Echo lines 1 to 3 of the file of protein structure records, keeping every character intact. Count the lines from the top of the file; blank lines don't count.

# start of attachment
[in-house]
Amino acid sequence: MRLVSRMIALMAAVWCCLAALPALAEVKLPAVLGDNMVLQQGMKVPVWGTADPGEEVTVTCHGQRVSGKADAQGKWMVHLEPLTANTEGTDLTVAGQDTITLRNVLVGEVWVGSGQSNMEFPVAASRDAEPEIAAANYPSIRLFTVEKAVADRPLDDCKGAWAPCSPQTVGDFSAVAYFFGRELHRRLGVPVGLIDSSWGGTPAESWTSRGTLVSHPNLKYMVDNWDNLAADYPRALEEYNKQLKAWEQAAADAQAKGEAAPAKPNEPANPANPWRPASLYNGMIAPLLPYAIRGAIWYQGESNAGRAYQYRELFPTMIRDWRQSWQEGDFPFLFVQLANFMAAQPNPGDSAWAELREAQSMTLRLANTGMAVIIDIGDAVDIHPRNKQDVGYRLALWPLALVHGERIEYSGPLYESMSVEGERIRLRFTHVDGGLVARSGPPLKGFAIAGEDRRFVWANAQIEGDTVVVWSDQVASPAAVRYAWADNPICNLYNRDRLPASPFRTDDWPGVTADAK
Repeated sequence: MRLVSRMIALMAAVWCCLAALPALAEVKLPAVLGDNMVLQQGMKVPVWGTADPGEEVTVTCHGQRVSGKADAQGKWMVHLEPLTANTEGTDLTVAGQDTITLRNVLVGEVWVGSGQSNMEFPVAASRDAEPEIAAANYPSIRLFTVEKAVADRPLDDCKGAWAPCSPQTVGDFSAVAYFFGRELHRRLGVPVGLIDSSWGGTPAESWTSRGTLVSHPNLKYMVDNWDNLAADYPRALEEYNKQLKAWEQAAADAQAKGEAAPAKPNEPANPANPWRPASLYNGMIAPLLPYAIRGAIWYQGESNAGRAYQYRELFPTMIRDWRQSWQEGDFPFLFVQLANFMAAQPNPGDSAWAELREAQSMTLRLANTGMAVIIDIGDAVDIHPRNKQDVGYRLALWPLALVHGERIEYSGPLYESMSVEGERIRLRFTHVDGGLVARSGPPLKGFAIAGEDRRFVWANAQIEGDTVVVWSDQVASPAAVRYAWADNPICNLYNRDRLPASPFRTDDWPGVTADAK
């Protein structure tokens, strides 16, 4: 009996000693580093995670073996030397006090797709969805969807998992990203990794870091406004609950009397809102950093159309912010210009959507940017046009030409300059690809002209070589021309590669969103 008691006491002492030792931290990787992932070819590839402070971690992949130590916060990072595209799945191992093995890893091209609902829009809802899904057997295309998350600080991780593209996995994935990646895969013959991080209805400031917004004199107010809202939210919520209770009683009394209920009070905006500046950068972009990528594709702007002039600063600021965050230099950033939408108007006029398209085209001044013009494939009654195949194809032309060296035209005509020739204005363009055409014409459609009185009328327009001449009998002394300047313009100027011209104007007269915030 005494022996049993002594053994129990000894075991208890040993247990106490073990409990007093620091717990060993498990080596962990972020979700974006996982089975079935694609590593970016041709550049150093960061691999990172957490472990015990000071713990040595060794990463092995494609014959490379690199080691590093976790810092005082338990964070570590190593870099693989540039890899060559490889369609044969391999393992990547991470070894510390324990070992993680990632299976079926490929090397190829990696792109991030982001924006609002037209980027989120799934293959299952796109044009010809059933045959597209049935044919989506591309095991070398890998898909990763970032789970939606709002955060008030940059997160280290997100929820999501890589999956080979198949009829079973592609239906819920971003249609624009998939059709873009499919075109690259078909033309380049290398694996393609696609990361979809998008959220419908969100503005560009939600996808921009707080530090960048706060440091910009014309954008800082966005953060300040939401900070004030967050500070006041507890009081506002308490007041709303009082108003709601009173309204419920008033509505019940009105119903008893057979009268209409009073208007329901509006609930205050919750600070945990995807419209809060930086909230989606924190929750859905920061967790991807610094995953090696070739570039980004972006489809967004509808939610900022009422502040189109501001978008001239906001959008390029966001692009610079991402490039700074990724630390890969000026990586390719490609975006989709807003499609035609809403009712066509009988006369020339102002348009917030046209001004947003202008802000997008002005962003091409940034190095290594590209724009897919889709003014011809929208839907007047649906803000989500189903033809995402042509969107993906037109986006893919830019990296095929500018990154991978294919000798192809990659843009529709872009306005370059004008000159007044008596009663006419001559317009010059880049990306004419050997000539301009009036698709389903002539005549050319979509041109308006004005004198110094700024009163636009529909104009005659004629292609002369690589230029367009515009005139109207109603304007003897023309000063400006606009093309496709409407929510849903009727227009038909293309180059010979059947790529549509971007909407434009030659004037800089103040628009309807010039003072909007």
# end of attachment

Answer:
[in-house]
Amino acid sequence: MRLVSRMIALMAAVWCCLAALPALAEVKLPAVLGDNMVLQQGMKVPVWGTADPGEEVTVTCHGQRVSGKADAQGKWMVHLEPLTANTEGTDLTVAGQDTITLRNVLVGEVWVGSGQSNMEFPVAASRDAEPEIAAANYPSIRLFTVEKAVADRPLDDCKGAWAPCSPQTVGDFSAVAYFFGRELHRRLGVPVGLIDSSWGGTPAESWTSRGTLVSHPNLKYMVDNWDNLAADYPRALEEYNKQLKAWEQAAADAQAKGEAAPAKPNEPANPANPWRPASLYNGMIAPLLPYAIRGAIWYQGESNAGRAYQYRELFPTMIRDWRQSWQEGDFPFLFVQLANFMAAQPNPGDSAWAELREAQSMTLRLANTGMAVIIDIGDAVDIHPRNKQDVGYRLALWPLALVHGERIEYSGPLYESMSVEGERIRLRFTHVDGGLVARSGPPLKGFAIAGEDRRFVWANAQIEGDTVVVWSDQVASPAAVRYAWADNPICNLYNRDRLPASPFRTDDWPGVTADAK
Repeated sequence: MRLVSRMIALMAAVWCCLAALPALAEVKLPAVLGDNMVLQQGMKVPVWGTADPGEEVTVTCHGQRVSGKADAQGKWMVHLEPLTANTEGTDLTVAGQDTITLRNVLVGEVWVGSGQSNMEFPVAASRDAEPEIAAANYPSIRLFTVEKAVADRPLDDCKGAWAPCSPQTVGDFSAVAYFFGRELHRRLGVPVGLIDSSWGGTPAESWTSRGTLVSHPNLKYMVDNWDNLAADYPRALEEYNKQLKAWEQAAADAQAKGEAAPAKPNEPANPANPWRPASLYNGMIAPLLPYAIRGAIWYQGESNAGRAYQYRELFPTMIRDWRQSWQEGDFPFLFVQLANFMAAQPNPGDSAWAELREAQSMTLRLANTGMAVIIDIGDAVDIHPRNKQDVGYRLALWPLALVHGERIEYSGPLYESMSVEGERIRLRFTHVDGGLVARSGPPLKGFAIAGEDRRFVWANAQIEGDTVVVWSDQVASPAAVRYAWADNPICNLYNRDRLPASPFRTDDWPGVTADAK